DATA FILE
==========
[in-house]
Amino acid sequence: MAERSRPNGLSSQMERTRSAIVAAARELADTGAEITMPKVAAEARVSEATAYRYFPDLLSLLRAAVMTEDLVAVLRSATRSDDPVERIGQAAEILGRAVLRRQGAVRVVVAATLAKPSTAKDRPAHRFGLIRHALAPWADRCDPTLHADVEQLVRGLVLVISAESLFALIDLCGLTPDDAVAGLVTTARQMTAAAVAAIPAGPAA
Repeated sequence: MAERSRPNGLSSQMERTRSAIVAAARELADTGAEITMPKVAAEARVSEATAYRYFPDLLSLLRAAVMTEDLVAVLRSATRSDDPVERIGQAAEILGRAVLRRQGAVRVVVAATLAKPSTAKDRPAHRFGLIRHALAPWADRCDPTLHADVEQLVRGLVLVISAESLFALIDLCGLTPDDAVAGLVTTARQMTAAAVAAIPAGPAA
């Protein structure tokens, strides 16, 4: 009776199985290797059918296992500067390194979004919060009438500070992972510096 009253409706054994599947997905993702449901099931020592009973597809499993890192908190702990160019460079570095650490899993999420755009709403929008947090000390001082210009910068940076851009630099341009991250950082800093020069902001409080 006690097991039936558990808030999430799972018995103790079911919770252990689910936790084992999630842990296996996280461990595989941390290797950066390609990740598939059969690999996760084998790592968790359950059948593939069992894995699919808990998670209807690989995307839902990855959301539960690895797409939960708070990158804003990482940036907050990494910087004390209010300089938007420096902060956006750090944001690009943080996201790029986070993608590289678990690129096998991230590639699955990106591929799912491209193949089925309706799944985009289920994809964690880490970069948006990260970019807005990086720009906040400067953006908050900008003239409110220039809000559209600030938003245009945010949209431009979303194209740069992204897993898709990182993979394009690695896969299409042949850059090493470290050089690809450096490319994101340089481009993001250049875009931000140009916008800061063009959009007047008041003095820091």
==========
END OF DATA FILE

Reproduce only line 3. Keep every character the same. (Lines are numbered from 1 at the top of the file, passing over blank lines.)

Repeated sequence: MAERSRPNGLSSQMERTRSAIVAAARELADTGAEITMPKVAAEARVSEATAYRYFPDLLSLLRAAVMTEDLVAVLRSATRSDDPVERIGQAAEILGRAVLRRQGAVRVVVAATLAKPSTAKDRPAHRFGLIRHALAPWADRCDPTLHADVEQLVRGLVLVISAESLFALIDLCGLTPDDAVAGLVTTARQMTAAAVAAIPAGPAA